The 7 Deadly Sins

The 7 Deadly Sins

The 7 Deadly Sins is a two-fisted tale full of crosses, double-crosses and enough blood to surf from San Antonio to the Gulf. Set between Texas and Comanche land (Comancheria) in 1867, The 7 Deadly Sins sets a septet of bad hombres and las mujeres on a suicide mission to return a child stolen from her Indigenous family by a fanatical priest, Father Threadgill—a revisionist twist on The Searchers. If this suicide squad delivers the child, they’ll be rewarded with $10,000 each by Antonio, a guilt-ridden man of the cloth who’s been skimming off Threadgill’s ill-gotten largesse. There’s killing, kidnapping in the name of Christ, scalping and blunt force trauma from hatchets, cannonballs and a rock the size of a Thanksgiving turkey. 

Pulpy and action packed, the artwork by cartoonist Artyom Trakhanov and colorist Giulia Brusco starts The 7 Deadly Sins at cult status—the kind of comic that finds its way to you when you’re chasing a new fix and need to get well. Where this doper’s dream evaporates into something less so is when the slightest interrogation is applied to the writing. Drippy and stylized artwork can hide a multitude of trespasses that slough off to reveal the vaulting ambition of writer (and co-publisher at TKO Studios) Tze Chun to be dark, intense and edgy. He wants to be as cynical as Peckinpah, as indulgent as Tarantino and as righteous as Cormac McCarthy. He falls far short of such lofty goals.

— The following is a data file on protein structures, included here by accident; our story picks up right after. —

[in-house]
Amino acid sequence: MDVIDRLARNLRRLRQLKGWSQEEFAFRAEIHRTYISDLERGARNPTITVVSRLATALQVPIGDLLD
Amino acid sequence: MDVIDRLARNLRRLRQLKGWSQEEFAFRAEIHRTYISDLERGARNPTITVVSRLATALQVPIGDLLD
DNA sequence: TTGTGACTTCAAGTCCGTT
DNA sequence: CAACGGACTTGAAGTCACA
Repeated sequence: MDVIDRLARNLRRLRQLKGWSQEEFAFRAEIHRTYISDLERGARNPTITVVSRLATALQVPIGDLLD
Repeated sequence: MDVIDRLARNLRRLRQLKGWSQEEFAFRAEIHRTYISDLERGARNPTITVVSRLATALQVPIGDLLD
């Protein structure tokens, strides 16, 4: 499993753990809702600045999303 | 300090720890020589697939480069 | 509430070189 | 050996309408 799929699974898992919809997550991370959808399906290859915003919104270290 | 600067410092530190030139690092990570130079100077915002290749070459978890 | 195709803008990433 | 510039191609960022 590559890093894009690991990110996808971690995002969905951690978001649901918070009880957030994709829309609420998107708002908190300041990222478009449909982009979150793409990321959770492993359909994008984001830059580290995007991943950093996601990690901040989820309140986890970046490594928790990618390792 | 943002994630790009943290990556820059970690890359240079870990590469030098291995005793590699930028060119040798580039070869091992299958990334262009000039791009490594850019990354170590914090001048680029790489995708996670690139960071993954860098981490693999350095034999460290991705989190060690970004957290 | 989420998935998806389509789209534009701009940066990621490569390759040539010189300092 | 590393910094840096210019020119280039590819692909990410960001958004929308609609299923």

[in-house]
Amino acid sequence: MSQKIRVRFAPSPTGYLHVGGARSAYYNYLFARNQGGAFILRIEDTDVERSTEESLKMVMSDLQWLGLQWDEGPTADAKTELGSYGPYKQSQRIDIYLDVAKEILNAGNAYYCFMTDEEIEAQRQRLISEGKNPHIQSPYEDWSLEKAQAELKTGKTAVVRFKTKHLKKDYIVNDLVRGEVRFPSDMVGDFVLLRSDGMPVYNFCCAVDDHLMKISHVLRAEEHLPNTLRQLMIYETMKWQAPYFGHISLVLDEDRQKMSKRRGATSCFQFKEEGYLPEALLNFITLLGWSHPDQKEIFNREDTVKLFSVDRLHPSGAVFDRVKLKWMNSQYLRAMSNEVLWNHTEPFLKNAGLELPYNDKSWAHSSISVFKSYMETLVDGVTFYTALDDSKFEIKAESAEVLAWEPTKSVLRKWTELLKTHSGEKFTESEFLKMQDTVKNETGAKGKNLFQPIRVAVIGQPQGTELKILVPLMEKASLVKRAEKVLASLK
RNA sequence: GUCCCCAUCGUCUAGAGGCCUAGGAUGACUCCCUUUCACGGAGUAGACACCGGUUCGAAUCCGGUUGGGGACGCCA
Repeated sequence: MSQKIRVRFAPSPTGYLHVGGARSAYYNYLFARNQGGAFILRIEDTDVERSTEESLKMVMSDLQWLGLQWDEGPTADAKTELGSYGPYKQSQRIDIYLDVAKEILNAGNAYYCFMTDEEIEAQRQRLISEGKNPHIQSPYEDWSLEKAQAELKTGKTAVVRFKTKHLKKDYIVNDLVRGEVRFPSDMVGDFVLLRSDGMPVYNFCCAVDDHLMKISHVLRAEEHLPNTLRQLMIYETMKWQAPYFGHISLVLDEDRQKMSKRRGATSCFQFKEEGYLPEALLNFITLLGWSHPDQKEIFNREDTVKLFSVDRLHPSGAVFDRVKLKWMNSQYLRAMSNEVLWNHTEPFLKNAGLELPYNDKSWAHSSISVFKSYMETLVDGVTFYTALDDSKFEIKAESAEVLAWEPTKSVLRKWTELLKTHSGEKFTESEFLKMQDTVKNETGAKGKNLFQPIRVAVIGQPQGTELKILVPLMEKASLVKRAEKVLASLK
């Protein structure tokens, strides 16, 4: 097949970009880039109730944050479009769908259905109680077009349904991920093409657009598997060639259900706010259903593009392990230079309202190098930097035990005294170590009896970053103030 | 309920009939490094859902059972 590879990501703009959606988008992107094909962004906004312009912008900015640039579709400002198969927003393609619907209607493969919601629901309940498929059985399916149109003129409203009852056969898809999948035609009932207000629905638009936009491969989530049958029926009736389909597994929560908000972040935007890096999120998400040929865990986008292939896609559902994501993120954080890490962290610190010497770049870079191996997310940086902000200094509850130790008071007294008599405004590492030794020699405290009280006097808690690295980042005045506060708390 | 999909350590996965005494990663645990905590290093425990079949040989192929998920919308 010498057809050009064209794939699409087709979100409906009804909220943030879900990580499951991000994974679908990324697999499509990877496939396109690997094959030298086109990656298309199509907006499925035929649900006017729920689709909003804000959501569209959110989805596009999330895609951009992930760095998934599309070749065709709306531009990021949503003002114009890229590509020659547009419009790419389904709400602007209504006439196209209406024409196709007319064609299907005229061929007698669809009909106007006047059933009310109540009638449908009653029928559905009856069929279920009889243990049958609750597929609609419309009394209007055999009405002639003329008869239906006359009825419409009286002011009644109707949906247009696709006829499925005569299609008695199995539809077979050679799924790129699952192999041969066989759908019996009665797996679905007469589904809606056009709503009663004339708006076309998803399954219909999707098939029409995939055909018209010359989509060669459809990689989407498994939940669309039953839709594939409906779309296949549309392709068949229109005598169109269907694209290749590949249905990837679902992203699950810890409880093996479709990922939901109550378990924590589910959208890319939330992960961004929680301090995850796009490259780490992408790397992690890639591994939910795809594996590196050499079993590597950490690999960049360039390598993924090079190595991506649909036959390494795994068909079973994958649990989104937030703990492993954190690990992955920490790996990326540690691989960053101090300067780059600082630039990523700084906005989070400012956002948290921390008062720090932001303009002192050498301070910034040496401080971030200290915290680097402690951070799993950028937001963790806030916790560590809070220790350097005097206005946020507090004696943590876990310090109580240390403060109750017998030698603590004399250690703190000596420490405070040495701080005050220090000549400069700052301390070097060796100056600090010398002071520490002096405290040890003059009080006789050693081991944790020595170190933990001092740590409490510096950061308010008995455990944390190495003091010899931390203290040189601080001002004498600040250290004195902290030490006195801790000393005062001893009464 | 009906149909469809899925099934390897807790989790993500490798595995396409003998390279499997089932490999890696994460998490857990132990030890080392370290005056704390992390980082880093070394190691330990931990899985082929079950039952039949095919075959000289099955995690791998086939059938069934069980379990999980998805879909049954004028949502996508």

The 7 Deadly Sins is Chun’s first solo writing credit for comics. He’s also listed as the co-writer, along with Mike Weiss, on another in the initial slate of releases from TKO Studios, The Fearsome Doctor Fang. Before writing and co-publishing comics, Chun worked as a TV and film writer, director and producer (Gotham, Once Upon a Time). Perhaps writing comics gives Chun occasion to indulge in violence and the ill treatment of Indigenous people that can’t be found in milquetoast mainstream television.

As pointless and facile as The 7 Deadly Sins fares, at times, in its themes and plot, credit Chun with an idea that crackles with an incendiary spirit that Trakhanov and Brusco can pick up on and run with. The art of The 7 Deadly Sins provides personality and a veritas that Chun covets, but does not achieve in his writing. If bad parents, an airless portrayal of Indigenous people and a hazy point of view don’t put you off your meal, what’s the harm in indulging in some empty calories, especially when it looks this good?